A KE-compliant OAI-PMH interface must support the "ctxo" metadataPrefix. In responmse to each OAI-PMH request that specifies the "ctxo" prefix, it must return KE-compliant context objects.
4.1.4. Mandated metadata in Dublin Core (DC) format
OAI-PMH repositories must be able to provide records with metadata expressed in Dublin Core. As a minimum, a rudimentary DC data set (identifier and description) should be provided which should describe the data offered and linked to by a certain identifier (see above regarding the identifier discussion). For creating a DC data set, follow the DRIVER guidelines. Example Warning: the XML excerpts given in these guidelines as illustrations do not necessarily contain all details regarding XML namespaces and XML schema. Nevertheless this omitted information is to be included in actual implementations and must not be considered optional.
Also, the choice of identifiers imposes problems: According to the OAI-PMH specification, the identifier within the DC metadata set must link to the described document. When understood as being metadata, the data contained in one <contextobject> or in a <context-objects> aggregation is best described as being metadata of the usage events in a given time frame. Those usage events, however, regularly do not have their own identifiers yet. So in order to comply with DC requirements, too, identifiers have to be generated for those usage events as well (ID2 in the excerpt above). However, by now there seems to be no immediate use case for such identifiers. Therefore, in the context of these guidelines, offering DC metadata is not required.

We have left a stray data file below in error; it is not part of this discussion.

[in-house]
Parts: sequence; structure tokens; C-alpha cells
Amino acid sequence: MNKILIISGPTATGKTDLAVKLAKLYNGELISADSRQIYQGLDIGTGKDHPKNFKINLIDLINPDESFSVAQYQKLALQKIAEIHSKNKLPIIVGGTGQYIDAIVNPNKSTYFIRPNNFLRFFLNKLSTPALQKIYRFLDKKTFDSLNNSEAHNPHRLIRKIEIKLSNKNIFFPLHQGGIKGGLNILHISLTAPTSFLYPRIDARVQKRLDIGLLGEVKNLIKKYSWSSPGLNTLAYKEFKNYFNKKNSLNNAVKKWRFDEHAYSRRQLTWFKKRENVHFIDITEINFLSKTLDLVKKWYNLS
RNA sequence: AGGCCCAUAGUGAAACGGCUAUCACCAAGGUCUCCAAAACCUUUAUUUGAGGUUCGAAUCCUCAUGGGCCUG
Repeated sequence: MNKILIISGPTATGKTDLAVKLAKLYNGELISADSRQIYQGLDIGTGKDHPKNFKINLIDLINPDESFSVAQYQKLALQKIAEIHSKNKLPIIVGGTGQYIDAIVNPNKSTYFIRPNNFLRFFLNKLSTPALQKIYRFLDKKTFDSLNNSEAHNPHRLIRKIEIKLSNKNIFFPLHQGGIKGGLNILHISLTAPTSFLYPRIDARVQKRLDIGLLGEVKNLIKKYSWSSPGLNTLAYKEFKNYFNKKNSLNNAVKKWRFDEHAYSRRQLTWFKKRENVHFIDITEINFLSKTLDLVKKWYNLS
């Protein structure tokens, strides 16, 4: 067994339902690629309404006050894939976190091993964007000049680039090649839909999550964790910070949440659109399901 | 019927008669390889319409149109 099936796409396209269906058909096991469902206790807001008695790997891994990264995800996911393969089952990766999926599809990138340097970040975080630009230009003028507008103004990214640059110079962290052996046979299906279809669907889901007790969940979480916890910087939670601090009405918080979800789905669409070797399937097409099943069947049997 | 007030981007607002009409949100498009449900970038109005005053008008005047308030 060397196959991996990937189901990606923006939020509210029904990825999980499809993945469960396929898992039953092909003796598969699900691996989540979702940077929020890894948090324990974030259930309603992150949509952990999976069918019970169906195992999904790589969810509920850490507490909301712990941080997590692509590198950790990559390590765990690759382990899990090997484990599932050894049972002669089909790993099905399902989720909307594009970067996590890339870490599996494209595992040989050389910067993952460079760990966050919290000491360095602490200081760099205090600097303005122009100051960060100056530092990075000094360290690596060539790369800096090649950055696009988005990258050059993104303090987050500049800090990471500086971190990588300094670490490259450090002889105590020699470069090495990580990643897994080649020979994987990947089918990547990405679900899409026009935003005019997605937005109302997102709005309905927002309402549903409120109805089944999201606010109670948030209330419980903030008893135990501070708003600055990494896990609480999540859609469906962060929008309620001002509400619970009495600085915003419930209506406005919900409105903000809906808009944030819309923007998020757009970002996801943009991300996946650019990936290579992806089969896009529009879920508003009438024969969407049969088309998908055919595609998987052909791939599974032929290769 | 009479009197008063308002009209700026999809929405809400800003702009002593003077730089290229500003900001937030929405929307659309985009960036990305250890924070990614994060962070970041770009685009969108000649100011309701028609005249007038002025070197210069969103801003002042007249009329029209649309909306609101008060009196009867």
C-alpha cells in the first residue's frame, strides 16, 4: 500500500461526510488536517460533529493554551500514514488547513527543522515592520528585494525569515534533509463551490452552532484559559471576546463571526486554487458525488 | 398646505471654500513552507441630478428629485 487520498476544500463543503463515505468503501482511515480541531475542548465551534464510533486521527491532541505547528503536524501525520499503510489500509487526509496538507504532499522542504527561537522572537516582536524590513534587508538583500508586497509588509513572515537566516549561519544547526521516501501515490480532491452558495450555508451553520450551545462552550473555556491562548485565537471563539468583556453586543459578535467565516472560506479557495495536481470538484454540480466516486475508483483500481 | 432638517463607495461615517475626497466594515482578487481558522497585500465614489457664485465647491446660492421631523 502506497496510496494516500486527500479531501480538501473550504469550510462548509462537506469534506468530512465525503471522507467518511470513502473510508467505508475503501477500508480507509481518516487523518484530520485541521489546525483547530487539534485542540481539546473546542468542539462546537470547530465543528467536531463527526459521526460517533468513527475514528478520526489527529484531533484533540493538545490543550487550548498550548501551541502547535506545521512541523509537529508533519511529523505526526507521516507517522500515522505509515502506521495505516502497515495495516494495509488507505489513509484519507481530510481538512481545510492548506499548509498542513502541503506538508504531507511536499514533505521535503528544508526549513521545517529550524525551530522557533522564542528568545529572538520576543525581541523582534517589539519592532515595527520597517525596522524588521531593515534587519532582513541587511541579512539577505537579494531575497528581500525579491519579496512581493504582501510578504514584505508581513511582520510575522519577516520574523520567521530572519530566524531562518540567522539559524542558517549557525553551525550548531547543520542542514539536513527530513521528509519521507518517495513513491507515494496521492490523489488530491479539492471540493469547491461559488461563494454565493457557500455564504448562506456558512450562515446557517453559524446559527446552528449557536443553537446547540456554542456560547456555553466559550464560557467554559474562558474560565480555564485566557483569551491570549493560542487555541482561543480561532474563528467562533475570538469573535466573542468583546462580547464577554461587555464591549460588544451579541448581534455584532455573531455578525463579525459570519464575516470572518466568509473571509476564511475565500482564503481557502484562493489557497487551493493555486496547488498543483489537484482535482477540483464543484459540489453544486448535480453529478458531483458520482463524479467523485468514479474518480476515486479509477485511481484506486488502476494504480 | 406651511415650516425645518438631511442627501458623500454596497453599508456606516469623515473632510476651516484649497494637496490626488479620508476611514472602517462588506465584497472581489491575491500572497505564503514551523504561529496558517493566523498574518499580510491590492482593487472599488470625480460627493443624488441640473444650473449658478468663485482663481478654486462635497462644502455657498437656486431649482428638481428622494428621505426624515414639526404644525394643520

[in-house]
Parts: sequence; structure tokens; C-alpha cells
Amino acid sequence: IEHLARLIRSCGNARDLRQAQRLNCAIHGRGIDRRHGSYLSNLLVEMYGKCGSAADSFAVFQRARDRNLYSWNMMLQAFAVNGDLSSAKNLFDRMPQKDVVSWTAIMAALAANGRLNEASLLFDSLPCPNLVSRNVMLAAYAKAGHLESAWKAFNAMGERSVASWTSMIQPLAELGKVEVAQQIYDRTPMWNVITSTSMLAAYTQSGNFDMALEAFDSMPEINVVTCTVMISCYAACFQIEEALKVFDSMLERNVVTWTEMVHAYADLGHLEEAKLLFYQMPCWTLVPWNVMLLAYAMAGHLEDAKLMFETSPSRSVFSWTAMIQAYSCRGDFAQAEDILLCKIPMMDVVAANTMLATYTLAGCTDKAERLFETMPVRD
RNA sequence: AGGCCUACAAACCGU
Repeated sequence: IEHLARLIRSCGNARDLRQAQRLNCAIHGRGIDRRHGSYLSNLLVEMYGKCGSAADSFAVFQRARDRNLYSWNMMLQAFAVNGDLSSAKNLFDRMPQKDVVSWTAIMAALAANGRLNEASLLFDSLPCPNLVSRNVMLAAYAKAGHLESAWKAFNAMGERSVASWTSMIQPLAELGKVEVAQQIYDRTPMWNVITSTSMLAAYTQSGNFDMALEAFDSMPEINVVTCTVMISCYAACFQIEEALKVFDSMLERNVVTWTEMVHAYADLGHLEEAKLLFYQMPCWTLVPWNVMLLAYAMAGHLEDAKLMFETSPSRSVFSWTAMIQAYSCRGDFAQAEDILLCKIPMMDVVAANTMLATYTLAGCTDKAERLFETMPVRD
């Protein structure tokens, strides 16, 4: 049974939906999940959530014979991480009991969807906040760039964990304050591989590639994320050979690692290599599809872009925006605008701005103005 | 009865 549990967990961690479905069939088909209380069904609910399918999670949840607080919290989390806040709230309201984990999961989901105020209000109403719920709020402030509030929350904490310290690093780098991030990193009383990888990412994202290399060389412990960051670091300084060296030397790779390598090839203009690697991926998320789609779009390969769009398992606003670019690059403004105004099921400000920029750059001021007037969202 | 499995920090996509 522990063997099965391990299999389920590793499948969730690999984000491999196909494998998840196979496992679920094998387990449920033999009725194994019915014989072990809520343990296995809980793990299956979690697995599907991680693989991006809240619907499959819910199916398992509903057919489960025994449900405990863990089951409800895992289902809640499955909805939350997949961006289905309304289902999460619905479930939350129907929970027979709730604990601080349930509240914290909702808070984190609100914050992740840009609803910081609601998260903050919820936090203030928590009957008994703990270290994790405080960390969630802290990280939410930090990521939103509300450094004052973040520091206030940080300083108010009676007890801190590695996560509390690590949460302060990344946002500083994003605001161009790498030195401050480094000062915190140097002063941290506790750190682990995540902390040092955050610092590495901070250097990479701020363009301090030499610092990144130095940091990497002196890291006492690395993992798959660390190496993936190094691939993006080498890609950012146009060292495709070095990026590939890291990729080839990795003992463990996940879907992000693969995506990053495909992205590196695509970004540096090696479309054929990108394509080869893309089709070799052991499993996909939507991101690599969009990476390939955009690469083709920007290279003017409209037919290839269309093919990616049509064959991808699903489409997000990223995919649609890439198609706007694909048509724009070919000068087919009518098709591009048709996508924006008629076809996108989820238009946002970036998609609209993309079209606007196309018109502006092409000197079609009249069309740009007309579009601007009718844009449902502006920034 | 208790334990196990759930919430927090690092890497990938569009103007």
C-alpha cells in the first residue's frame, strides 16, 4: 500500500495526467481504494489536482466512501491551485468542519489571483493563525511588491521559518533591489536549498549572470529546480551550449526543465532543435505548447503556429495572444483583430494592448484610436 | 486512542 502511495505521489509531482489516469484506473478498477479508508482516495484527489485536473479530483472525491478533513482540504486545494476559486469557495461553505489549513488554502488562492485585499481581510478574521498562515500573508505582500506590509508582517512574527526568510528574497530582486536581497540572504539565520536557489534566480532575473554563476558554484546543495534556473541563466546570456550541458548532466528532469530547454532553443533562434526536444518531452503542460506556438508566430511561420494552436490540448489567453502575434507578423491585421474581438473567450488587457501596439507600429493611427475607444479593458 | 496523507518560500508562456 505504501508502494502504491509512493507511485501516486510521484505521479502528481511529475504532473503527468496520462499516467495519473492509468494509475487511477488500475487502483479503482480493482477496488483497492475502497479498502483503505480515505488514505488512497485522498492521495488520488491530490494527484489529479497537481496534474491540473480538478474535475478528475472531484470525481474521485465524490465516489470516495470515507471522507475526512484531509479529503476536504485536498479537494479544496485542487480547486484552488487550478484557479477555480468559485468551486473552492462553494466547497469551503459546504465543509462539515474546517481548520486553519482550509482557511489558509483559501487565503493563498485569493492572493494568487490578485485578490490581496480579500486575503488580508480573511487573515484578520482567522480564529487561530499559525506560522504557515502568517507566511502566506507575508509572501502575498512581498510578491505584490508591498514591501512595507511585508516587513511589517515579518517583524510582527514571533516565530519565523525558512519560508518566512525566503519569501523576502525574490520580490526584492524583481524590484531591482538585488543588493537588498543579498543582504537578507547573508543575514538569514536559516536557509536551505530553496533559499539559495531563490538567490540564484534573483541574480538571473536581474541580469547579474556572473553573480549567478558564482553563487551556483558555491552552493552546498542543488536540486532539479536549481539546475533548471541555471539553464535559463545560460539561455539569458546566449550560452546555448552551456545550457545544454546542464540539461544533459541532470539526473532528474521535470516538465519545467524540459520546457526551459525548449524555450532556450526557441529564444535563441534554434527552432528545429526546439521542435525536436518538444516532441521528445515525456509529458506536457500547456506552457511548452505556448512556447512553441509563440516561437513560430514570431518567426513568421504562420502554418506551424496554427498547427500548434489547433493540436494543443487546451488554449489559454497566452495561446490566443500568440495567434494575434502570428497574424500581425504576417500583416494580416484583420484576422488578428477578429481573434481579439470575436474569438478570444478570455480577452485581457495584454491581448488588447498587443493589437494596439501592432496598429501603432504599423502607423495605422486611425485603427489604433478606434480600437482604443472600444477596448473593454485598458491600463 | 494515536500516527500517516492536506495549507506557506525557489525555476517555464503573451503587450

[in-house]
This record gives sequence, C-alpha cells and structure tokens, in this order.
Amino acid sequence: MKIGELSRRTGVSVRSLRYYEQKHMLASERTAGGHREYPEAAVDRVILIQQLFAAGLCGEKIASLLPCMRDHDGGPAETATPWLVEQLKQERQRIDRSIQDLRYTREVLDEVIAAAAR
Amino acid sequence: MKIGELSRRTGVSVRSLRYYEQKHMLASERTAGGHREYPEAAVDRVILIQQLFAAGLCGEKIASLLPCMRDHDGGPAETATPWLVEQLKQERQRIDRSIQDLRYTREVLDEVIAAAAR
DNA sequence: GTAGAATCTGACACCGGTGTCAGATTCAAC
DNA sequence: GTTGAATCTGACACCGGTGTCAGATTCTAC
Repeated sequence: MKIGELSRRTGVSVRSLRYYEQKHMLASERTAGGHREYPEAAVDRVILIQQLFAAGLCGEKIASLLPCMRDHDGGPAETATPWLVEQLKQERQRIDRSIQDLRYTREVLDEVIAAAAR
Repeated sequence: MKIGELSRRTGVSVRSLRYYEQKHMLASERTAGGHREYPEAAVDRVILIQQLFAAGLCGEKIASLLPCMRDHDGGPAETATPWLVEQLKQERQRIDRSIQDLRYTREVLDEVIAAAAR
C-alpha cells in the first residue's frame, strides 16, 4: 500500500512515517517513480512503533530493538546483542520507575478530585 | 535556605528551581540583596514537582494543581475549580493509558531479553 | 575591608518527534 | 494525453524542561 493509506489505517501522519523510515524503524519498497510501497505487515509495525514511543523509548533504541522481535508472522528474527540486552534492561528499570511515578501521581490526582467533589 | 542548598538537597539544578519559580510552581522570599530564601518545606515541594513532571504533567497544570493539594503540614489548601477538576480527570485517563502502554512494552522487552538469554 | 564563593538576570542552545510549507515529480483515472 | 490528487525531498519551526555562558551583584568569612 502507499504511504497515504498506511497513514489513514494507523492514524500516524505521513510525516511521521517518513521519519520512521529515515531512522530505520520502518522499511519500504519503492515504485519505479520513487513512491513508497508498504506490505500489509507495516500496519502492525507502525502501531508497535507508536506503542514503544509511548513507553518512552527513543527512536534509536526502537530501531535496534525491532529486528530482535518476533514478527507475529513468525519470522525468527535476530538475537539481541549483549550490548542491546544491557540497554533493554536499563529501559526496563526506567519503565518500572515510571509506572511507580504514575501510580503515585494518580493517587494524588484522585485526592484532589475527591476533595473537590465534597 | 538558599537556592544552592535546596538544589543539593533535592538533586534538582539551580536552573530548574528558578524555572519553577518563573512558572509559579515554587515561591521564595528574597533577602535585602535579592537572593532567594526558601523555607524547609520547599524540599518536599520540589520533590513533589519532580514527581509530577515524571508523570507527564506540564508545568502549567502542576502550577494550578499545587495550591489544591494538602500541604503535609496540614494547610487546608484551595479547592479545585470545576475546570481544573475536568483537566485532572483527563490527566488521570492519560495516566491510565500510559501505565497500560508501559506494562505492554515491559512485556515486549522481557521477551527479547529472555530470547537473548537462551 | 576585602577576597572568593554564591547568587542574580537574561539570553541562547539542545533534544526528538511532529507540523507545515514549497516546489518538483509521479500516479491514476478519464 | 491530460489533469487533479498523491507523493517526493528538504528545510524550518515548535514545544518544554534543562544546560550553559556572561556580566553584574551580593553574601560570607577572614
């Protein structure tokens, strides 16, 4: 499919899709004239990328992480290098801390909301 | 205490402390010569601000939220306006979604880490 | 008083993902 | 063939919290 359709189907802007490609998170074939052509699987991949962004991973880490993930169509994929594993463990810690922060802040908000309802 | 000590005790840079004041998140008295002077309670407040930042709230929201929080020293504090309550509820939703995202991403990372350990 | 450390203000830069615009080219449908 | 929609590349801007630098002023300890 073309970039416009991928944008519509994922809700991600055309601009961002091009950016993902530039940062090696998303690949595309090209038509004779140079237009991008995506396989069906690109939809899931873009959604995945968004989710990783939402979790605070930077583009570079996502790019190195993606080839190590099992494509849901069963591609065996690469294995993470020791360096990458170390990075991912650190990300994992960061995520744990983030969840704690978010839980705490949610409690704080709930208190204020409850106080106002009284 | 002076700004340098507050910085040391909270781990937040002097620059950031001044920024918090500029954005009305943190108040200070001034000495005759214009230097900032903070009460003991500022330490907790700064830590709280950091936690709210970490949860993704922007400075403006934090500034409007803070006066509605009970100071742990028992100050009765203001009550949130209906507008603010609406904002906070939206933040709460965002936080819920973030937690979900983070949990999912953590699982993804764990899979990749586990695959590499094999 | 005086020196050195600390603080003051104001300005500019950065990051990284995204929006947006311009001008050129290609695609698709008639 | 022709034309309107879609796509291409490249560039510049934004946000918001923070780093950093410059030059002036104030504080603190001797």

4.1.5. Usage of Sets
(see OAI-PMH, 2.7.2 )
OAI-PMH optionally allows for structuring the offered data in "sets" to support selective harvesting of the data. Currently, this possibility is not further specified in these guidelines. Future refinements may use this feature, e. g. for selecting usage data for certain services. Provenance information is already included in the Context Objects.
4.1.6. Deletion tracking
(see OAI-PMH, 2.5.1)
The OAI-PMH provides functionalities for the tracking of deletion of records. Compared to the classic use case of OAI-PMH (metadata of documents) the use case presented here falls into a category of data which is not subject to long-term storage. Thus, the tracking of deletion events does not seem critical since the data tracking deletions would summarize to a significant amount of data.However, the service provider will accept information about deleted records and will eventually delete the referenced information in its own data store. This way it is possible for data providers to do corrections (e. g. in case of technical problems) on wrongly issued data.It is important to note that old data which rotates out of the data offered by the data provider due to its age will not to be marked as deleted for storage reasons. This kind of data is still valid usage data, but not visible anymore.The information about whether a data provider uses deletion tracking has to be provided in the response to the "identify" OAI-PMH query within the <deletedRecords> field. Currently, the only options are "transient" (when a data provider applies or reserves the possibility for marking deleted records) or "no".The possible cases are:
- Incorrect data which has already been offered by the data provider shall be corrected. There are two possibilities: